‘Highly Bullish’ Survey May Mean Stock Bottom Not In, RBC Says

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Respondents to RBC’s survey of American stock investors were the most bullish since it began in early 2018, encouraged by what they see as attractive valuations, faith the Federal Reserve will continue to support equities and a belief that the economic damage from the coronavirus crisis will be manageable, strategists including Lori Calvasina said in a note Thursday.

“This surprisingly high level of bullishness supports our own view that we haven’t yet seen investor capitulation, echoing what we’ve seen in other data sets,” the strategists wrote. “We view capitulation as a necessary, though not sufficient condition for stock market bottoms in major drawdowns.”

The figures stand in contrast to the December 2018 survey “when bears spiked and bulls eased back,” they added.

Nearly two-thirds of the 185 institutional investors responding thought the S&P 500 Index would bottom at 2,100 or higher, according to the survey, which was conducted between March 25 and 31. The U.S. benchmark reached an intraday low on March 23 around the 2,192 level and closed just below 2,471 Wednesday.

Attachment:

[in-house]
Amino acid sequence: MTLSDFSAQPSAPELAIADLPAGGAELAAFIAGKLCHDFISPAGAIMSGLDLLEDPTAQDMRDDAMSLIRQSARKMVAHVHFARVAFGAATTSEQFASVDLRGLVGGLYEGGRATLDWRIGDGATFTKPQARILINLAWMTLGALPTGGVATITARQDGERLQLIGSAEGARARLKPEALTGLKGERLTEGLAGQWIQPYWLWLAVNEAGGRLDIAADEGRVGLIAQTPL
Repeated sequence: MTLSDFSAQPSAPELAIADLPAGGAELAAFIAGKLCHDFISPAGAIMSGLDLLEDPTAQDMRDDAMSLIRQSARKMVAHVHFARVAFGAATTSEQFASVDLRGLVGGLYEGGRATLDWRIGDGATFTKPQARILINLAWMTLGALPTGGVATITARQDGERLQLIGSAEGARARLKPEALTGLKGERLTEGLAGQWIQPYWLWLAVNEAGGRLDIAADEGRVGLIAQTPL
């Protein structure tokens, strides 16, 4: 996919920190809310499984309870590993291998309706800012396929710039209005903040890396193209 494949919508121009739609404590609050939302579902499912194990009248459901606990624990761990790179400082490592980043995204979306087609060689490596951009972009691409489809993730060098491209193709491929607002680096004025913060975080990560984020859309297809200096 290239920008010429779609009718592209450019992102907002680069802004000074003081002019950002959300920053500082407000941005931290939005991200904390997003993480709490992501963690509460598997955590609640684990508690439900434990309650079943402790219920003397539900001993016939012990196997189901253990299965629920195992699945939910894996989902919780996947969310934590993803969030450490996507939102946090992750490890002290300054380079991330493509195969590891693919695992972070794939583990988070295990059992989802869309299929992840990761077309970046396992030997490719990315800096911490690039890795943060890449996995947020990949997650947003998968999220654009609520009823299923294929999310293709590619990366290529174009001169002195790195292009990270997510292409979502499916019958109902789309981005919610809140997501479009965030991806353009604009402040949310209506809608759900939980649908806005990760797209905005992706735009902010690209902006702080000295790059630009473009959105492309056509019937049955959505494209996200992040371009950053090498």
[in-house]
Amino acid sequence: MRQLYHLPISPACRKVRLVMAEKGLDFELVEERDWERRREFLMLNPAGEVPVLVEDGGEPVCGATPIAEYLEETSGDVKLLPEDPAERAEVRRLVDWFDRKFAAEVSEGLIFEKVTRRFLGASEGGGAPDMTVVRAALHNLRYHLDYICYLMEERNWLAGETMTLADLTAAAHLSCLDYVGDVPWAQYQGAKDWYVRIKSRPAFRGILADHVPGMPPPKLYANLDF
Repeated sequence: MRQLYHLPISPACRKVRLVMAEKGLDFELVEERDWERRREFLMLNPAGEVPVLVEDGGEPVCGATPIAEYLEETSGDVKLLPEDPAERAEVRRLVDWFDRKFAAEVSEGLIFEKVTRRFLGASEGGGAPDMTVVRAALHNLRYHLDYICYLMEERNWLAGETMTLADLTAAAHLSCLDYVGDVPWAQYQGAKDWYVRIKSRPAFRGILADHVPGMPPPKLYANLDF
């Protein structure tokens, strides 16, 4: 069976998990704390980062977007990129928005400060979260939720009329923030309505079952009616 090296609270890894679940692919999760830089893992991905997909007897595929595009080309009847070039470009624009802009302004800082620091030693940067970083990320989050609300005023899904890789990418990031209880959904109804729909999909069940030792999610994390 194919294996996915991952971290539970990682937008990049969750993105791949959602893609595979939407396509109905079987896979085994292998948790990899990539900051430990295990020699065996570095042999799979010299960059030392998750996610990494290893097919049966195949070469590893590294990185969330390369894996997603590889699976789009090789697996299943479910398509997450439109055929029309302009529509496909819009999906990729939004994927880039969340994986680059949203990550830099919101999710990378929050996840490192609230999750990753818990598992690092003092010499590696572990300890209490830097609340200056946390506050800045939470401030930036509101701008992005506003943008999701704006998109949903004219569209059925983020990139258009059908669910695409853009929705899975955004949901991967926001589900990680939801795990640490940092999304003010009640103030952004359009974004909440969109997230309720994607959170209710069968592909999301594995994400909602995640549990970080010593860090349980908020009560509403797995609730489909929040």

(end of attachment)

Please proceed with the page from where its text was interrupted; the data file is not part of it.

Still, 57% of respondents expected a trough in the second quarter, compared with 19% who think the lows have already occurred, according to the report. Those bulls have company, with Morgan Stanley’s Mike Wilson saying the benchmark was unlikely to retest the March lows, and JPMorgan Chase (NYSE:JPM) & Co.’s John Normand writing that the market rout is probably past its worst point.

GDP Key

On the economic front, most respondents think U.S. gross domestic product won’t fall by more than 20% in the worst quarter and that a recession will end in the fourth quarter. This is an important piece of data for market watchers, the RBC team argued.

“If evidence that the most negative GDP quarter will be worse than 20% and that the contraction will last beyond 3Q emerges, it is likely to destabilize the market,” the strategists wrote. “If evidence emerges that the impact will be less severe, it can help the stock market stabilize and move higher.”

Other results from the survey include:

©2020 Bloomberg L.P.

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